NASA Moon Trees - Loblolly Pine

NASA Moon Trees - Loblolly Pine

A map of North America with a region in the southeastern United States outlined.

The Apollo 14 Mission's Loblolly Pine Moon Trees and other loblolly pine trees are native to the southeastern United States, from southern New Jersey to central Florida and west through the Gulf States to eastern Texas.  They are also found in southeastern Oklahoma, central Arkansas, and southern Tennessee. Please note that loblolly pine trees are commonly used in landscaping and may be found in parks, arboreta, yards, and other locations well-outside their native range.

Loblolly pine (Pinus taeda), also called Arkansas pine, North Carolina pine, and oldfield pine, is the most commercially important forest species in the southern United States, where it is dominant on about 11.7 million ha (29 million acres) and makes up over one-half of the standing pine volume. It is a medium-lived, intolerant to moderately tolerant tree with rapid juvenile growth. The species responds well to silvicultural treatments and can be managed as either even-aged or uneven-aged natural stands, or can be regenerated artificially and managed in plantations. (Source: USDA Forest Service new window)


How to identify loblolly pine trees:

Loblolly Pine trees are evergreen trees that produce 5-9 inch-long needles that typically grow in bundles of three. The bark is dark and furrowed on older trees. Loblolly Pine trees produce cylindrical cones that are 2.5-6 inches long and have sharp prickles. The cones can stay on the tree for three years. Learn more: 

How to Identify Loblolly Pine | Washington University Arboretum | Washington University in St. Louis ( new window

Differentiating Between Loblolly, Longleaf, and Other Southern Pines in the Woods – Clemson Extension Forestry and Wildlife new window

Several free apps will help you identify tree species, including LeafSnap new windowiNaturalist new window, or Pl@ntNet new window. 


Example images of loblolly pine trees:

Left image: loblolly pine tree (Credit: USDA Forest Service); upper right image: loblolly pine bark (Credit: Washington University Arboretum); lower right image: loblolly pine cone and needles (Credit: University of South Carolina).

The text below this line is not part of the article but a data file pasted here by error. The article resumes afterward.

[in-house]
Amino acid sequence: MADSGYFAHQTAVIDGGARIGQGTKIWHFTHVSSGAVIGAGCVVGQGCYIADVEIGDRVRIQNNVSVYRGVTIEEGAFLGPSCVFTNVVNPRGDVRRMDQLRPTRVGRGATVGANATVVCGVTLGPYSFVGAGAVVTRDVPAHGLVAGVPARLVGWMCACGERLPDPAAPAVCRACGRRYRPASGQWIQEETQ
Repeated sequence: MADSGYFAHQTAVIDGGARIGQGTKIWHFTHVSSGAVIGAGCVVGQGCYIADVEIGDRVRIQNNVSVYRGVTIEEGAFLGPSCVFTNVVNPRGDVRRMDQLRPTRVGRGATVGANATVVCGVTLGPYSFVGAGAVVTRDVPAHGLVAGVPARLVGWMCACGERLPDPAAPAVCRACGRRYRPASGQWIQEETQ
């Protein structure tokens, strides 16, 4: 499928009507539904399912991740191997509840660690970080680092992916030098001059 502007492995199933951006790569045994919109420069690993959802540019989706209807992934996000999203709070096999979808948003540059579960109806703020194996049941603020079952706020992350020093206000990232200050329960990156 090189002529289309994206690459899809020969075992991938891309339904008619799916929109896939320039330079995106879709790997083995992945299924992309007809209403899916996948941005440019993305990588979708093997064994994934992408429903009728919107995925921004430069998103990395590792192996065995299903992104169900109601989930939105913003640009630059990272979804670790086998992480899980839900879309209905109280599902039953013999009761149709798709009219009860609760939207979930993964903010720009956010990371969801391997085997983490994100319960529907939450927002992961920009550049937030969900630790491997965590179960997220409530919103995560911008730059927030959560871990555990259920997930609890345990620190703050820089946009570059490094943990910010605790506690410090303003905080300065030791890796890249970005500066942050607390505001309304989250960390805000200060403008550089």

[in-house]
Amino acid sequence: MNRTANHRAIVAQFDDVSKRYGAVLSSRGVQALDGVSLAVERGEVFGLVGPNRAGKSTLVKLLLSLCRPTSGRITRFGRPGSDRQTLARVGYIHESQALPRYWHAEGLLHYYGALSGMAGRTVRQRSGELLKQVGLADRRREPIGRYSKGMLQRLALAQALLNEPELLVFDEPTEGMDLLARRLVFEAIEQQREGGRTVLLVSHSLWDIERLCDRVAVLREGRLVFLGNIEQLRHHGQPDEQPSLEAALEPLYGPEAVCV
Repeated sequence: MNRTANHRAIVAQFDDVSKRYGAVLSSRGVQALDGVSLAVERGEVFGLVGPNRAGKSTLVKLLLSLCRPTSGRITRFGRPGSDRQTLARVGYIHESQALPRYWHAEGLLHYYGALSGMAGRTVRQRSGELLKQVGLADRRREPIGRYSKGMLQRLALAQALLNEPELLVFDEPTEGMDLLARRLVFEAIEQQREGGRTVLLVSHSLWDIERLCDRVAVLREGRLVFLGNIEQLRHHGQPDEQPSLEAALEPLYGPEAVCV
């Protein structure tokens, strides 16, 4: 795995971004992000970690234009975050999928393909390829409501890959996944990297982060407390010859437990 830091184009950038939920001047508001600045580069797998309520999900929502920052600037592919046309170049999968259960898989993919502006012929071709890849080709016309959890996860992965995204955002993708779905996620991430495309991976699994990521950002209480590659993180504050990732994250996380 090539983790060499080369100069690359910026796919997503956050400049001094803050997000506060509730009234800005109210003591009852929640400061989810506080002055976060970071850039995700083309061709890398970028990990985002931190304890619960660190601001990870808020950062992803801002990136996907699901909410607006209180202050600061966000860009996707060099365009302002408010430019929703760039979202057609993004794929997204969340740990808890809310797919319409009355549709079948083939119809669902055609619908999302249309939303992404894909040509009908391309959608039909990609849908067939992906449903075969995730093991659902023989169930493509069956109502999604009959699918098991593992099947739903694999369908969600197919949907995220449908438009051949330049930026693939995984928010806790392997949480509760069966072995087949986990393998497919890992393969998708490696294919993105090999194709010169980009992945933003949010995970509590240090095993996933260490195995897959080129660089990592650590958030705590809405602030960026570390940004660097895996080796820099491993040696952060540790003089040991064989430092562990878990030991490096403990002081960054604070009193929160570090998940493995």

How to participate in the quest for the loblolly pine trees:

1. Identify loblolly pine trees and measure their height (and circumference if you have a tape measure) with the Trees tool in the GLOBE Observer app. Make sure you clearly see the top and bottom of the tree and that you can walk to the base of the tree from an origin point of 25-75 feet away from the tree. Before submitting your observation, please type "#MoonTree" in the comment box.

2. The app will notify you if you are within a certain distance from from an existing Apollo 14 Loblolly Pine Tree. If you are able to find a specific Apollo 14 Loblolly Pine Moon Tree, please take a tree height observation and optional tree circumference. Before submitting your observation, please type "#MoonTree" in the comment box.

Note: Our information regarding the location and status of the existing Apollo 14 Moon Trees is based on the  NASA Moon Trees Archive. new window Some information may have changed since the latest update in the archive or the information may lack precision. Also, there may be Moon Trees for which we don’t have a confirmed location. Some are included in the Moon Trees Archive, but there may be more. Please send us updates, including information about Moon Trees not on our list, through our contact form. Thank you!


Accessible Apollo 14 Loblolly Pine Moon Trees:

(Click on the links below to learn more about each of the Apollo 14 Moon Trees from the NASA Moon Trees Archive)


Montgomery, Alabama. State Capitol. new window Latitude: 32.3775, Longitude: -86.3008. 600 Dexter Avenue, Montgomery, Alabama 36104

Troy, Alabama. Pioneer Museum of Alabama. new window Latitude: 31.8244, Longitude: -85.9958. 248 US-231, Troy, AL 36081

Tuscumbia, Alabama. Ivy Green. new window Latitude: 34.4434, Longitude: -87.4239. 300 North Commons Street West Tuscumbia, AL 35674


Ft. Smith, Arkansas. Sebastian County Courthouse. new window Latitude: 35.3857, Longitude: -94.4264. 35 S 6th St, Fort Smith, AR 72901

Washington, Arkansas. Old Washington Historic State Park. new window Latitude: 33.7757, Longitude: -93.6805. 103 Franklin St, Washington, AR 71862.


Athens, Georgia. Clarke County Planning Department. new window Latitude: 33.9608, Longitude: -83.3789. 120 W. Dougherty St, Athens, GA


Elmer, Louisiana. Palustris Experimental Forest. new window Latitude: 31.1785, Longitude: -92.6771. 195 Turnage Rd, Elmer, LA 71424


Knoxville, Tennessee. University of Tennessee. new window Latitude: 35.2036, Longitude: -85.9186. 1331 Circle Park Drive, Knoxville, TN 37916


To see the locations of all known Moon Trees, visit the NASA Moon Trees Archive. new window We extend a special thank you to Dr. David Williams, Acting Head, NASA Space Science Data Coordinated Archive, NASA Goddard Space Flight Center Planetary Scientist, Planetary Data System Management Office, and Curator of the NASA Moon Trees Archive, without which the NASA Moon Trees Quest would not be possible. The NASA Moon Trees Archive includes more about the history of the Apollo 14 Moon Trees, descriptions of individual Moon Trees, and associated resources.